I lived in Argentina for six months when I was in college. My diet consisted of beef, potatoes, dulce de leche and alfajores. My host mother introduced me to dulce de leche on my first day in Buenos Aires. She used to say that dulce de leche goes with everything and makes everything taste better, although I did notice that we never used it as a marinade on our daily beef dinner... Dulce de leche was present in almost every dessert. My non-baking host mother often served bananas and dulce de leche for dessert.
I never questioned what dulce de leche was made of or how it was made. (If I had even tried a little, I would have realized that 'dulce' means sweet and 'leche' means milk and I might have been on to something...) Like caramel sauce or peanut butter, we bought jars of dulce de leche in the store and since most stores in the United States don't sell it, I assumed I would need to fly back to Argentina to taste it again. When I recently discovered that I could make it myself, I was thrilled. Then I found out that not only can I make it, but it's the easiest thing ever to make. All it takes is a pot, some hot water and a can of sweetened condensed milk (sweet of milk or dulce de leche!).
After making my jar of dulce de leche and after eating several heaping spoonfuls of it straight out of the jar, I started to wonder what else I could do with it. Then it came to me, alfajores! These little cookies are very popular in Argentina and in other parts of South America. I used to eat them whenever I stopped for tea or coffee. I must have filed the thought of them in the back of my brain...the part that thought I'd never eat them again outside of Argentina. Alfajores are the perfect complement to dulce de leche and are even better with a cup of coffee. And best of all, I don't have to fly back to Argentina to indulge in them!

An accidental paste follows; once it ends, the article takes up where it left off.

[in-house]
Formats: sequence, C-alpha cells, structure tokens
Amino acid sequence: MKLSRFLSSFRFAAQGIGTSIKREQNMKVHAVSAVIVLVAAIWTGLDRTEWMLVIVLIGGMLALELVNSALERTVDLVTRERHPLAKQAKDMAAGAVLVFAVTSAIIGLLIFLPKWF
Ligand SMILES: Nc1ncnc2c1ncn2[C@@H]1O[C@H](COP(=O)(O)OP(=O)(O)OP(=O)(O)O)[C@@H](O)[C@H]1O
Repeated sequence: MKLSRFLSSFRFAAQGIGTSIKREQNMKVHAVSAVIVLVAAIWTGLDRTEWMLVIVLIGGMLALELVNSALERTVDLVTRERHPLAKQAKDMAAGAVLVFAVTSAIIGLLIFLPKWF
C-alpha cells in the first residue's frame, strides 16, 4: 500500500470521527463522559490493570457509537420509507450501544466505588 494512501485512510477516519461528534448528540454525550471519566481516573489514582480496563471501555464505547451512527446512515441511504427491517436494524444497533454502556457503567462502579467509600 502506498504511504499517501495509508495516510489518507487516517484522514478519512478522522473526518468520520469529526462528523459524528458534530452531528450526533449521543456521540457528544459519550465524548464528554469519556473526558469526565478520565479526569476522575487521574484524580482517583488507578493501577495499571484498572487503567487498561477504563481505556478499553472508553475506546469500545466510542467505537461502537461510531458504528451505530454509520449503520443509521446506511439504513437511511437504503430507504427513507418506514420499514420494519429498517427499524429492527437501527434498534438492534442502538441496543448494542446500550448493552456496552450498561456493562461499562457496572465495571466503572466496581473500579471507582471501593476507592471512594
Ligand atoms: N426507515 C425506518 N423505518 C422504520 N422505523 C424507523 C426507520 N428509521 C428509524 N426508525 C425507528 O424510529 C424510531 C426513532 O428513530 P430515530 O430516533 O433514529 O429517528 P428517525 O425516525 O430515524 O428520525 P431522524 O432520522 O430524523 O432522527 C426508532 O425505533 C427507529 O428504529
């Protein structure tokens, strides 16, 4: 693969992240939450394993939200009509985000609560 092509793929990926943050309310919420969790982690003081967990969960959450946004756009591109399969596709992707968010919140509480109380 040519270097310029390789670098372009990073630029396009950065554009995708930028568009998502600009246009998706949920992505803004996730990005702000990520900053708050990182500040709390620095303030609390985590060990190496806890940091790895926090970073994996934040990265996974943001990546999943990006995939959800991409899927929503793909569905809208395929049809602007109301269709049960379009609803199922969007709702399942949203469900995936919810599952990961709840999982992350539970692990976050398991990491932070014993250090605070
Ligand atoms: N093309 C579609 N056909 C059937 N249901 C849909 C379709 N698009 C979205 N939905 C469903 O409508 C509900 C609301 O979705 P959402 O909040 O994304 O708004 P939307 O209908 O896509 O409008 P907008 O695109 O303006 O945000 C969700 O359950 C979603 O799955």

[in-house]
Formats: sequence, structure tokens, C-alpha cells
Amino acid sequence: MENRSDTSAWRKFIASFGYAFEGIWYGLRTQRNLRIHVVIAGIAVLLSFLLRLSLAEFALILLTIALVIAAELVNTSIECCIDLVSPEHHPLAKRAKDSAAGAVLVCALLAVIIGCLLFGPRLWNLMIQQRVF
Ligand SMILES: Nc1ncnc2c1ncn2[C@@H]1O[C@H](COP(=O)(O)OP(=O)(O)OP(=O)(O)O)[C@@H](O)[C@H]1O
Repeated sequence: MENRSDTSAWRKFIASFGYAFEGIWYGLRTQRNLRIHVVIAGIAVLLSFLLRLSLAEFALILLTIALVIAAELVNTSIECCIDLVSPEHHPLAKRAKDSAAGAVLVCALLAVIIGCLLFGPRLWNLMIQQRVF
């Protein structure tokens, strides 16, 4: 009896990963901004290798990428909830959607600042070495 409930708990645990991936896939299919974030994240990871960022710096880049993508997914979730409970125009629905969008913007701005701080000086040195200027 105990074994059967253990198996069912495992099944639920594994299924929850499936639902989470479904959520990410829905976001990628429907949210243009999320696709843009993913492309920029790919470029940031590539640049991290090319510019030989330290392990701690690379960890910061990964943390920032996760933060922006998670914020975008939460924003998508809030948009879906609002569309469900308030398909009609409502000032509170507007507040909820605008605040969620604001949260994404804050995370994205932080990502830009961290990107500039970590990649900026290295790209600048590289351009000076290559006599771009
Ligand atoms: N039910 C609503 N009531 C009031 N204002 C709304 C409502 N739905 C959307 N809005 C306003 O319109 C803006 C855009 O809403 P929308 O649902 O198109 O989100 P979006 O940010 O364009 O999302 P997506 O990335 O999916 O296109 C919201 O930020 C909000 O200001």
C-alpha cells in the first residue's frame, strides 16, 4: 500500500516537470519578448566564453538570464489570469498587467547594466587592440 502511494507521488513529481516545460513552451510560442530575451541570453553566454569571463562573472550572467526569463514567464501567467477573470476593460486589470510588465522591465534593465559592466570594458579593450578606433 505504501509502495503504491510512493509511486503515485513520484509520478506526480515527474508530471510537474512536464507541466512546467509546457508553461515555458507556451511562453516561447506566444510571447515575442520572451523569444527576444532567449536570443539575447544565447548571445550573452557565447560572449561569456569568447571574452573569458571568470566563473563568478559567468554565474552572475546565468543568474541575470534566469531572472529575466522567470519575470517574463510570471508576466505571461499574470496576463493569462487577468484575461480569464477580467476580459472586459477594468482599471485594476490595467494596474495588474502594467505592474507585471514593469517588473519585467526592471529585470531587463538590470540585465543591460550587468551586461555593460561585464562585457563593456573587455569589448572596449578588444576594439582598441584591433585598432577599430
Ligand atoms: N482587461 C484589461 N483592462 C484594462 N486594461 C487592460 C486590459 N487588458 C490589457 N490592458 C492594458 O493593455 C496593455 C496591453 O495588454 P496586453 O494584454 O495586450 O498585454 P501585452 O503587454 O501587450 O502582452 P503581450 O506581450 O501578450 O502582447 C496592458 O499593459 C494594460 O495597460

Dulce de leche
2 cans of sweetened condensed milk
Take the labels off two cans of sweetened condensed milk. Fill a dutch oven or large pot with water and bring it to a boil. Drop in the cans and make sure they're fully covered with water. Leave the cans submerged in the boiling water for 2-3 hours. The longer you heat it, the thicker the dulce de leche. (I left mine in for 3 hours, which makes it thicker and better for alfajores.) Make sure that the cans stay completely covered with water and stir them around occasionally. (I checked mine every 30 minutes and added additional water.) Otherwise, the cans will explode and you'll have dulce de leche all over the kitchen.Alfajores
12 tablespoons butter
1 cup sugar
2 egg yolks
2 tablespoons cognac [I didn't have cognac so I substituted rum]
2 1/2 cups cornstarch [I only had 1 1/2 cups of cornstarch so I increased the amount of flour by 1 cup]
1 cup flour
1 teaspoon vanilla
1/2 teaspoon baking powder
zest from 1/2 lemon
grated coconut [optional]Instructions
Preheat oven to 300 and grease a cookie sheet
Cream butter and sugar; mix in eggs, cognac, cornstarch, flour, vanilla, backing powder and lemon zest; knead the dough until it is smooth
Let dough rest 15 minutes (this helps the dough roll out nicely); roll out the dough on a lightly floured surface until it's about 1/4 inch thick and cut out 2 inch rounds (I used a drinking glass)
Bake at 300 for 20 minutes
After the cookies are completely cool, spread the dulce de leche on one cookie, press another one on top and let the dulce de leche squeeze out, then roll in coconut flakes